It is precisely because the United States is perceived as suffering from a resolve mismatch that weak states choose to resist in the face of a U.S. compellent threat. The United States is perceived as willing to initiate conflict but not necessarily resolved to pay and inflict high costs in an ensuing fight. Because the United States is so powerful and the use of force is relatively cheap, it is extremely difficult for the United States to accurately signal high resolve to suffer or inflict costs in conflict, despite the fact that it may have a reputation for following through on its threats. This is why Saddam Hussein would be willing to resist a superpower that he believed was highly resolved to initiate military action against Iraq but lacking the resolve to pay or inflict the costs necessary to dethrone him.
My original article examined one pathway through which a state’s past behavior might influence the outcome of future events. Weisiger and Yarhi-Milo examined another, but marshaled no direct evidence to contradict my claims about the (dis)utility of the “take-action reputation” theory of state behavior. I stand by my assertion that it is foolish for the United States to undertake interventions for the primary purpose of reinforcing its reputation. Targets take more into account than America’s “take-action” record when deciding whether to concede to a U.S. demand, which is why the historical record of U.S. compellent threats is not consistent with the logic of this theory. As Weisiger and Yarhi-Milo would no doubt agree, there is certainly room for more work on the roles of resolve and reputation in international politics. I am glad to have sparked such a lively debate about such an important topic.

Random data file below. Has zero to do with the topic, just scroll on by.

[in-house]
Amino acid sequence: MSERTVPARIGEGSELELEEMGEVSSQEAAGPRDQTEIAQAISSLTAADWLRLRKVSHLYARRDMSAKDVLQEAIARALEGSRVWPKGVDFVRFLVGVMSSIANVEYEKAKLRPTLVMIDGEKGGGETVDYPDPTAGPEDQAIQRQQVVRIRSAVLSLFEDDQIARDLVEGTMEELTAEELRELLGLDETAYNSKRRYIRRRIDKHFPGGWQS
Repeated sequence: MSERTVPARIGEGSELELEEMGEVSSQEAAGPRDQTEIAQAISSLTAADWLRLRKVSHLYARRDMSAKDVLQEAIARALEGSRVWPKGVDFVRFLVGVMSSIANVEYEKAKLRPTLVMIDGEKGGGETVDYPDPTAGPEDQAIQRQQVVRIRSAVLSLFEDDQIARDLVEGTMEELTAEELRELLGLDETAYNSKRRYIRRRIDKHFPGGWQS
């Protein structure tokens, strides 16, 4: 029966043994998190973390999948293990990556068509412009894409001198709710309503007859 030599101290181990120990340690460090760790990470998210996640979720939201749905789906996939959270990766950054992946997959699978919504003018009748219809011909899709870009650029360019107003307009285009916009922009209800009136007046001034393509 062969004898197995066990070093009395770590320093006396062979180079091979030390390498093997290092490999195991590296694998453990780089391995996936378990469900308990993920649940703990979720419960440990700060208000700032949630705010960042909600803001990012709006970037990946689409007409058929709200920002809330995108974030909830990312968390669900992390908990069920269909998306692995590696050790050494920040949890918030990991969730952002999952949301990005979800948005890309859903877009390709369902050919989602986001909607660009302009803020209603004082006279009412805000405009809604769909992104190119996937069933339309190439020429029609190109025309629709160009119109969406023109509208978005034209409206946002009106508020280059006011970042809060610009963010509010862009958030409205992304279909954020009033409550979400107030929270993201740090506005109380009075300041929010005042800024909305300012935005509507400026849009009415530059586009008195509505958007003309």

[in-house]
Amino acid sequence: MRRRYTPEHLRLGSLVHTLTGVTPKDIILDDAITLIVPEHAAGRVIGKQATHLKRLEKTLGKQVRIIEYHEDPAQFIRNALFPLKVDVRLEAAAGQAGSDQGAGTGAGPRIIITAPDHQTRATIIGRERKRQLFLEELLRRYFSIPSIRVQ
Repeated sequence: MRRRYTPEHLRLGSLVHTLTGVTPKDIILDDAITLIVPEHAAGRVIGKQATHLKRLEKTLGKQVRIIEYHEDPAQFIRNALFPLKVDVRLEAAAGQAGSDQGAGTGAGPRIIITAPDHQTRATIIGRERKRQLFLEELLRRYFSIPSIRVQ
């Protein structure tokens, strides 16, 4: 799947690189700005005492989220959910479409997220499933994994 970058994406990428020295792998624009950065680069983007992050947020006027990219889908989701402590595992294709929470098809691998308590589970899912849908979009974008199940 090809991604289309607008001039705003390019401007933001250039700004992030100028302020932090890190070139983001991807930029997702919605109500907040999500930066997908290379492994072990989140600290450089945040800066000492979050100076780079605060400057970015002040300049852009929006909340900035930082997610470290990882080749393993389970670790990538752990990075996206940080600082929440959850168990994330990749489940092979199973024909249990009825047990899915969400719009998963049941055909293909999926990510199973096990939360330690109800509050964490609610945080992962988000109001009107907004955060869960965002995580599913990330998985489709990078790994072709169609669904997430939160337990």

Dianne Pfundstein Chamberlain, PhD, is an Associate Research Fellow with the Saltzman Institute of War and Peace Studies at Columbia University. She was formerly an Assistant Professor in the Department of Political Science at the University of Massachusetts, Amherst, and a Postdoctoral Research Fellow in the International Security Program at the Belfer Center for International Affairs, Harvard Kennedy School. She is the author of Cheap Threats: Why the United States Struggles to Coerce Weak States (Georgetown University Press, 2016).